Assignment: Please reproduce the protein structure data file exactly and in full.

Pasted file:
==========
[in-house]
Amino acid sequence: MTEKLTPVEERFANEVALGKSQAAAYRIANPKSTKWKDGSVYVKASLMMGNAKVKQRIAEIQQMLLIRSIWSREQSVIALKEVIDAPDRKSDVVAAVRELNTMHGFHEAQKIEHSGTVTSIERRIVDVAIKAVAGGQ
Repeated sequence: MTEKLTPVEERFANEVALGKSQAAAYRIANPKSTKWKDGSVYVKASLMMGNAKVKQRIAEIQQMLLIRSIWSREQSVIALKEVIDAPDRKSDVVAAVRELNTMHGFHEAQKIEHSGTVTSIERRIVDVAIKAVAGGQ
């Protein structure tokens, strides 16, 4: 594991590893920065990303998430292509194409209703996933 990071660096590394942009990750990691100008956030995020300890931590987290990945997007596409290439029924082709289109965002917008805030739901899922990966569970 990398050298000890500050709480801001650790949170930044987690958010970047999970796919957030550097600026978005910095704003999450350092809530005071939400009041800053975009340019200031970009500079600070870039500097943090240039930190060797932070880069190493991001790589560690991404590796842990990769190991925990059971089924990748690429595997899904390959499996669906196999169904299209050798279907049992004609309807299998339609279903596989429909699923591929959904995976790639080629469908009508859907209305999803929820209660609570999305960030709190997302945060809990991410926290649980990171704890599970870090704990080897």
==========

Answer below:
[in-house]
Amino acid sequence: MTEKLTPVEERFANEVALGKSQAAAYRIANPKSTKWKDGSVYVKASLMMGNAKVKQRIAEIQQMLLIRSIWSREQSVIALKEVIDAPDRKSDVVAAVRELNTMHGFHEAQKIEHSGTVTSIERRIVDVAIKAVAGGQ
Repeated sequence: MTEKLTPVEERFANEVALGKSQAAAYRIANPKSTKWKDGSVYVKASLMMGNAKVKQRIAEIQQMLLIRSIWSREQSVIALKEVIDAPDRKSDVVAAVRELNTMHGFHEAQKIEHSGTVTSIERRIVDVAIKAVAGGQ
């Protein structure tokens, strides 16, 4: 594991590893920065990303998430292509194409209703996933 990071660096590394942009990750990691100008956030995020300890931590987290990945997007596409290439029924082709289109965002917008805030739901899922990966569970 990398050298000890500050709480801001650790949170930044987690958010970047999970796919957030550097600026978005910095704003999450350092809530005071939400009041800053975009340019200031970009500079600070870039500097943090240039930190060797932070880069190493991001790589560690991404590796842990990769190991925990059971089924990748690429595997899904390959499996669906196999169904299209050798279907049992004609309807299998339609279903596989429909699923591929959904995976790639080629469908009508859907209305999803929820209660609570999305960030709190997302945060809990991410926290649980990171704890599970870090704990080897």